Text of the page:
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Thursday, October 20, 2011

Good Citizens in the Society of Heaven: Homily for the XXIX Sunday of Ordinary Time

An amended rendering of this past Sunday's homily.


Today's Gospel gives us a scene that we often don't see outside of the latter part of the season of Lent.  The Pharisees are actively trying to trap Jesus with his own words so that they can arrest him and eliminate him from the public consciousness.  Matthew tells us that they bring with them "the Herodians," a pro-Roman group who favored the Roman occupation of Judea--something that many of Jesus' disciples  were adamantly opposed to.  We mustn't forget that many of Jesus' disciples fell under the commonly-held belief that the Messiah would be a warrior-king sent to free the Jewish people from their temporal enemies.  Believing that Jesus was the Messiah, there was somewhat of an expectation that his sentiments would be vehemently anti-Roman.

So the Pharisees are effectively trying to get Jesus to alienate himself from one group or the other, and be the cause of what would undoubtedly turn into an ugly--and possibly bloody--riot (as was so often the case in those days).  And Jesus' response baffles them completely: "Give to Caesar what is Caesar, and to God what is God's."  In a way, it seems as though he is equivocating and attempting to placate both sides without causing offense.  But, deep down, this simple--and oft-misinterpreted--phrase has great meaning.

How many of us file our taxes every year?  How many of us obey traffic laws, etc.?  We do our civic duty because it is what civil society expects of us.  And in giving "to Caesar what is Caesar's"we avoid the penalties, punishments, and sanctions imposed by "Caesar" for disobeying the laws.

But how often do we truly give to God what is God's?  Just as we are members of secular society, we, as the Christian Faithful, are members of a far more important society--the Christian society, the Church, the Kingdom of God on earth!  St. Paul reminds us that "Our citizenship is in heaven," and while this is often used to remind us that we need not be overburdened by the trappings of this life, it also calls to mind the fact that we have a greater citizenship, and one which demands far greater things of us.  This citizenship in the Kingdom of God on earth requires of us the same civic duties and responsibilities as our secular citizenship.

Now, at this point, many people (usually people who, for some reason, are very unhappy individuals--I haven't figured out why, and I won't speculate) become very irritated at hearing that being a good Christian involves obligation.  Their first reaction is often: "Well, I didn't agree to that," or "I was baptized when I was a baby.  I didn't make that decision for myself."  These same criticisms are parroted by our Protestant brethren on a regular basis.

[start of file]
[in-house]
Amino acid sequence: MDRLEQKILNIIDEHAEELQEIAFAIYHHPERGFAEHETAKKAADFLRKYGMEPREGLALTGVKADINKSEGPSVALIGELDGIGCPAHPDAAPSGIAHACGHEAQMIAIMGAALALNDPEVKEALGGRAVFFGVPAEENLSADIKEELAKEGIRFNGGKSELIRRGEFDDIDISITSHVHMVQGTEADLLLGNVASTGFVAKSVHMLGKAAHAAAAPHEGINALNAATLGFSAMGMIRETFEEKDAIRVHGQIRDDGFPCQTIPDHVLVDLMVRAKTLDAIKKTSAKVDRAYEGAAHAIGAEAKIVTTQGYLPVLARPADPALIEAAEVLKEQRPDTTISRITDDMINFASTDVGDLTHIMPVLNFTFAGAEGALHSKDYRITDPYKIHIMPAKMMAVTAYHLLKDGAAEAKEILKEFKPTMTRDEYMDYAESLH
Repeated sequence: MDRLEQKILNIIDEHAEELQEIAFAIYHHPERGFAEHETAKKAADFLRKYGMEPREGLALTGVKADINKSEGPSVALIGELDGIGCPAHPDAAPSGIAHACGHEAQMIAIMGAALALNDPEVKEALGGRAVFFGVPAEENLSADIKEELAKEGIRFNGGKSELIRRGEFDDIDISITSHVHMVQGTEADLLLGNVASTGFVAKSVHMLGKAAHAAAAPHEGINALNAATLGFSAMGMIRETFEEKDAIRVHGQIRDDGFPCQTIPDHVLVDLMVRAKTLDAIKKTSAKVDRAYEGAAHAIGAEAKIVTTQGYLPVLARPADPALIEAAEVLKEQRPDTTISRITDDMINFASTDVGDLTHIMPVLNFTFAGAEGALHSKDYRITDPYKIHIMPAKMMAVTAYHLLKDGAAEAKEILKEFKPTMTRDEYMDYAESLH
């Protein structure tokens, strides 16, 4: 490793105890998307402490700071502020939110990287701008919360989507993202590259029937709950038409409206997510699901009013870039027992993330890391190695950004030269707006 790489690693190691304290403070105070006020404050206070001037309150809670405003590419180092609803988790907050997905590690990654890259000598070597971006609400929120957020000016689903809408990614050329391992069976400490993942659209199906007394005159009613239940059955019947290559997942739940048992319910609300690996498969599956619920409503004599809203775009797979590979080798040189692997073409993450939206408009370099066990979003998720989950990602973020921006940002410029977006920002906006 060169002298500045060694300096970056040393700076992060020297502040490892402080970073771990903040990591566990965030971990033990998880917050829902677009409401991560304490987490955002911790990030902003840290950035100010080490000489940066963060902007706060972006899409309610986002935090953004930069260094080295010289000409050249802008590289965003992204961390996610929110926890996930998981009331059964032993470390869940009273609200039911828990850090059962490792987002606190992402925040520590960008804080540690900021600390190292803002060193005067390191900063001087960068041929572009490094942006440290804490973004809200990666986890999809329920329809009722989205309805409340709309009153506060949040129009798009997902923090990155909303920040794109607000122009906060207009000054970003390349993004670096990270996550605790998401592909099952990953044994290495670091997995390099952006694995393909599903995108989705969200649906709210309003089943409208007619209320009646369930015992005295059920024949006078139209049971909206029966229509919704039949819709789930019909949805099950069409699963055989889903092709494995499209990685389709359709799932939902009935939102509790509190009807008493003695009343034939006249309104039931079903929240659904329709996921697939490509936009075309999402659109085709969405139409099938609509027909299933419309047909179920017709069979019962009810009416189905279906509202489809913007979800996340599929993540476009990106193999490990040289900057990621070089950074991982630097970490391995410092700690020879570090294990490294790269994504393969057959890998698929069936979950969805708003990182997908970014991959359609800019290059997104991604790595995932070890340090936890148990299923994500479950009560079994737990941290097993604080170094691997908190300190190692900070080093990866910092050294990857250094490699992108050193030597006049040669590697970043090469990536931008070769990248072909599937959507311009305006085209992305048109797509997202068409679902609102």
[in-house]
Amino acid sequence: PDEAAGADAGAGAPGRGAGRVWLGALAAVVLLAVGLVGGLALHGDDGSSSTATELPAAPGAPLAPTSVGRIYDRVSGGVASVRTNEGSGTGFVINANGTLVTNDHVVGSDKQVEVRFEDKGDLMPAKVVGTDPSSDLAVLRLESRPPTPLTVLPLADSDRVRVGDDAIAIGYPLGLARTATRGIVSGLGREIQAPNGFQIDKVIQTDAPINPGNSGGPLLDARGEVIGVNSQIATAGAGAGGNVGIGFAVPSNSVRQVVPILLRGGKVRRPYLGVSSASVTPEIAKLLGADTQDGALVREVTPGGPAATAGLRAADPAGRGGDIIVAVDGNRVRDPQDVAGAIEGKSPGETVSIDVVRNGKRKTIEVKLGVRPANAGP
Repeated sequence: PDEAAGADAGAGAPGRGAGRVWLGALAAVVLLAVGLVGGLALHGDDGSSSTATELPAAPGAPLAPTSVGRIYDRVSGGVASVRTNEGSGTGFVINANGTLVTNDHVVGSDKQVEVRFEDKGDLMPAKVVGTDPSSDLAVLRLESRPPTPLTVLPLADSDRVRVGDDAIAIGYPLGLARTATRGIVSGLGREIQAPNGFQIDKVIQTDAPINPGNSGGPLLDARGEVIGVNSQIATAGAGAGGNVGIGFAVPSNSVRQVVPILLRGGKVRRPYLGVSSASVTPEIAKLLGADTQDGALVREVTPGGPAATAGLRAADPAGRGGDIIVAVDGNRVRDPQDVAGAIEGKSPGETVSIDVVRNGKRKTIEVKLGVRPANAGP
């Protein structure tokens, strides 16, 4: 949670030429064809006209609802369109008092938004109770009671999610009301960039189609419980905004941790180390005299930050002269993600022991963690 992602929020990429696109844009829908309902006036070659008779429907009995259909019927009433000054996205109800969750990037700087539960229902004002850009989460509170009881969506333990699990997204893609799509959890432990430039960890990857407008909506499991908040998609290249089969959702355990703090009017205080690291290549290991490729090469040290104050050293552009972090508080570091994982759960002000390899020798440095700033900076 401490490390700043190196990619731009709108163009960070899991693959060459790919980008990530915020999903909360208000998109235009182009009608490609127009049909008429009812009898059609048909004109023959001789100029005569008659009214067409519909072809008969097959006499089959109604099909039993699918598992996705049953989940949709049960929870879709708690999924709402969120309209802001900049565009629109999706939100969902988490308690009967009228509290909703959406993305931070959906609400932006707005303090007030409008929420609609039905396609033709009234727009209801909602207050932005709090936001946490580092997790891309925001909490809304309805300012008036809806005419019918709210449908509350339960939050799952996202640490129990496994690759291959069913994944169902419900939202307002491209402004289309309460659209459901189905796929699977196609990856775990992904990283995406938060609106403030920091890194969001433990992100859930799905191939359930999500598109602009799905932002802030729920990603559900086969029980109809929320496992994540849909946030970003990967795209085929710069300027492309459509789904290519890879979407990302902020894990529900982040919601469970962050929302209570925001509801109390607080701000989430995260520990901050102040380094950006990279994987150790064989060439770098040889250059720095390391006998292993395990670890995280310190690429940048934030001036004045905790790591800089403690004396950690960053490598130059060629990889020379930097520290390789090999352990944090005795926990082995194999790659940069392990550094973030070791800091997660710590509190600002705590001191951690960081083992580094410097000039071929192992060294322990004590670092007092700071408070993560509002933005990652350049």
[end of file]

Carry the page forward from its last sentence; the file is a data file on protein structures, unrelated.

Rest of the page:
Yet in today's first reading, Isaiah makes it very clear to Cyrus that God doesn't necessarily wait for a person to consciously and actively seek Him before being called!  God, through Isaiah, tells Cyrus: "I have called you by your name, giving you a title, though you knew me not."  And, similarly, Jeremiah tells of his calling by God: "Before I formed you in the womb, I knew you; before you were born, I consecrated you a prophet to the nations."  God chooses us to serve Him!  The decision to be a citizen of the Kingdom of God on earth--the Church--is ours to make.  But it is God who calls us to serve Him.  It is God who gives us a place in His Kingdom!

So, how do we become good citizens in this Kingdom?  By doing exactly what makes us good citizens in secular society--by following the laws and precepts set forth by God, and intended for our own spiritual well-being.  Giving to God what is God's requires us to give of ourselves--for indeed, we are His!  We give to God of our Time, Talent, and Treasure.  We follow God's Commandments, the precepts of the Church; and we conform our lives to all that God has commanded of us.  This is what it means to be a good and faithful citizen of the Kingdom of God, and this is what it means to give to God what is God's.

My friends, we all should take time to reflect on just how often we give to Caesar what is Caesar's, but how rarely we truly give to God what is God's.  What is the source of this discrepancy?  After all, we are equal citizens of both.  Perhaps the punishments of secular society--fines, imprisonment, etc.--are more readily perceivable.  But, we must never lose sight of what awaits those of us who refuse to take on the responsibilities and obligations of citizenship in His Kingdom.

May God give us the grace and strength to be more willing to give of ourselves to God as He expects, in joyful anticipation of sharing in His life in the Kingdom He has prepared for us.  We are citizens of Heaven.  Wouldn't it be nice if we all actually ended up there?!

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